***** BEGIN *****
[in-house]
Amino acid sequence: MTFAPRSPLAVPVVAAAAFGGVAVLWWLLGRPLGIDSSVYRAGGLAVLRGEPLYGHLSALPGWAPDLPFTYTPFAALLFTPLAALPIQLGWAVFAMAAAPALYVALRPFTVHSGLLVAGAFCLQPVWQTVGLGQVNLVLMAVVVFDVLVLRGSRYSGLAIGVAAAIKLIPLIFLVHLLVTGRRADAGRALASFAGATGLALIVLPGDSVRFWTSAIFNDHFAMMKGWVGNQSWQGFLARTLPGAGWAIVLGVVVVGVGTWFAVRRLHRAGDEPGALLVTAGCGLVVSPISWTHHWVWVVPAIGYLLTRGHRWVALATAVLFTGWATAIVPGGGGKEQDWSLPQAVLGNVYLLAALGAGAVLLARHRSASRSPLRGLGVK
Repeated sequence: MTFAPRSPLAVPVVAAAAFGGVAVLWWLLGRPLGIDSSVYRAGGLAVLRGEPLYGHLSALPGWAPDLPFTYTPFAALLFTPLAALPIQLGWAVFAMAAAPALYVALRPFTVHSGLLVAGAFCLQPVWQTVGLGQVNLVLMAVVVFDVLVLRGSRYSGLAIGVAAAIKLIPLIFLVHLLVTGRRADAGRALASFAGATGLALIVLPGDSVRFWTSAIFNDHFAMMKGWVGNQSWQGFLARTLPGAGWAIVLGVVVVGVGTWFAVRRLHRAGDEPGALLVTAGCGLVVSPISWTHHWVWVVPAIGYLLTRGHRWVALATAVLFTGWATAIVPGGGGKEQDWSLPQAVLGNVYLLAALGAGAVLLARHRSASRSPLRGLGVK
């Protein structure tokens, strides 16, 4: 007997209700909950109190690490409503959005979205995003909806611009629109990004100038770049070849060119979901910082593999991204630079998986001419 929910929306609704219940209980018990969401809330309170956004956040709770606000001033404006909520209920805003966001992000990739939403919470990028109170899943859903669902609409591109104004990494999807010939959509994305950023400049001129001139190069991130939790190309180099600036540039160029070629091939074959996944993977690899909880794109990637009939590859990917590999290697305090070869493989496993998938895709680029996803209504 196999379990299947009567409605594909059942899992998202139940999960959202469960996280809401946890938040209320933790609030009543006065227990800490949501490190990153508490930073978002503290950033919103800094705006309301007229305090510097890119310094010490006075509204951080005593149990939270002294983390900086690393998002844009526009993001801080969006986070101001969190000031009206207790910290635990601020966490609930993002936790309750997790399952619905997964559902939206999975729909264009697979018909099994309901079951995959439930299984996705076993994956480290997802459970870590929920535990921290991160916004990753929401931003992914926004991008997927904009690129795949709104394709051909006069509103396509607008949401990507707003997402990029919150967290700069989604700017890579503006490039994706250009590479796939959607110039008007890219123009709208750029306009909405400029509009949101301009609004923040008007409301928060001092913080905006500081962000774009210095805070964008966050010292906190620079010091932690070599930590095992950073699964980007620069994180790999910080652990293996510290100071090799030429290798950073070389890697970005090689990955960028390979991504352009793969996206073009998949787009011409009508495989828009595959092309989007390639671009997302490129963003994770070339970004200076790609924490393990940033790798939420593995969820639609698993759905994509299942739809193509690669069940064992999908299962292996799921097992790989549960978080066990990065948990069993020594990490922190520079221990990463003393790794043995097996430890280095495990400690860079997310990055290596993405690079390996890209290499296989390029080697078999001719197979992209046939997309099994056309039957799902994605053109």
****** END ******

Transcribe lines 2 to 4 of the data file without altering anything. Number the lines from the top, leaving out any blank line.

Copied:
Amino acid sequence: MTFAPRSPLAVPVVAAAAFGGVAVLWWLLGRPLGIDSSVYRAGGLAVLRGEPLYGHLSALPGWAPDLPFTYTPFAALLFTPLAALPIQLGWAVFAMAAAPALYVALRPFTVHSGLLVAGAFCLQPVWQTVGLGQVNLVLMAVVVFDVLVLRGSRYSGLAIGVAAAIKLIPLIFLVHLLVTGRRADAGRALASFAGATGLALIVLPGDSVRFWTSAIFNDHFAMMKGWVGNQSWQGFLARTLPGAGWAIVLGVVVVGVGTWFAVRRLHRAGDEPGALLVTAGCGLVVSPISWTHHWVWVVPAIGYLLTRGHRWVALATAVLFTGWATAIVPGGGGKEQDWSLPQAVLGNVYLLAALGAGAVLLARHRSASRSPLRGLGVK
Repeated sequence: MTFAPRSPLAVPVVAAAAFGGVAVLWWLLGRPLGIDSSVYRAGGLAVLRGEPLYGHLSALPGWAPDLPFTYTPFAALLFTPLAALPIQLGWAVFAMAAAPALYVALRPFTVHSGLLVAGAFCLQPVWQTVGLGQVNLVLMAVVVFDVLVLRGSRYSGLAIGVAAAIKLIPLIFLVHLLVTGRRADAGRALASFAGATGLALIVLPGDSVRFWTSAIFNDHFAMMKGWVGNQSWQGFLARTLPGAGWAIVLGVVVVGVGTWFAVRRLHRAGDEPGALLVTAGCGLVVSPISWTHHWVWVVPAIGYLLTRGHRWVALATAVLFTGWATAIVPGGGGKEQDWSLPQAVLGNVYLLAALGAGAVLLARHRSASRSPLRGLGVK
């Protein structure tokens, strides 16, 4: 007997209700909950109190690490409503959005979205995003909806611009629109990004100038770049070849060119979901910082593999991204630079998986001419 929910929306609704219940209980018990969401809330309170956004956040709770606000001033404006909520209920805003966001992000990739939403919470990028109170899943859903669902609409591109104004990494999807010939959509994305950023400049001129001139190069991130939790190309180099600036540039160029070629091939074959996944993977690899909880794109990637009939590859990917590999290697305090070869493989496993998938895709680029996803209504 196999379990299947009567409605594909059942899992998202139940999960959202469960996280809401946890938040209320933790609030009543006065227990800490949501490190990153508490930073978002503290950033919103800094705006309301007229305090510097890119310094010490006075509204951080005593149990939270002294983390900086690393998002844009526009993001801080969006986070101001969190000031009206207790910290635990601020966490609930993002936790309750997790399952619905997964559902939206999975729909264009697979018909099994309901079951995959439930299984996705076993994956480290997802459970870590929920535990921290991160916004990753929401931003992914926004991008997927904009690129795949709104394709051909006069509103396509607008949401990507707003997402990029919150967290700069989604700017890579503006490039994706250009590479796939959607110039008007890219123009709208750029306009909405400029509009949101301009609004923040008007409301928060001092913080905006500081962000774009210095805070964008966050010292906190620079010091932690070599930590095992950073699964980007620069994180790999910080652990293996510290100071090799030429290798950073070389890697970005090689990955960028390979991504352009793969996206073009998949787009011409009508495989828009595959092309989007390639671009997302490129963003994770070339970004200076790609924490393990940033790798939420593995969820639609698993759905994509299942739809193509690669069940064992999908299962292996799921097992790989549960978080066990990065948990069993020594990490922190520079221990990463003393790794043995097996430890280095495990400690860079997310990055290596993405690079390996890209290499296989390029080697078999001719197979992209046939997309099994056309039957799902994605053109």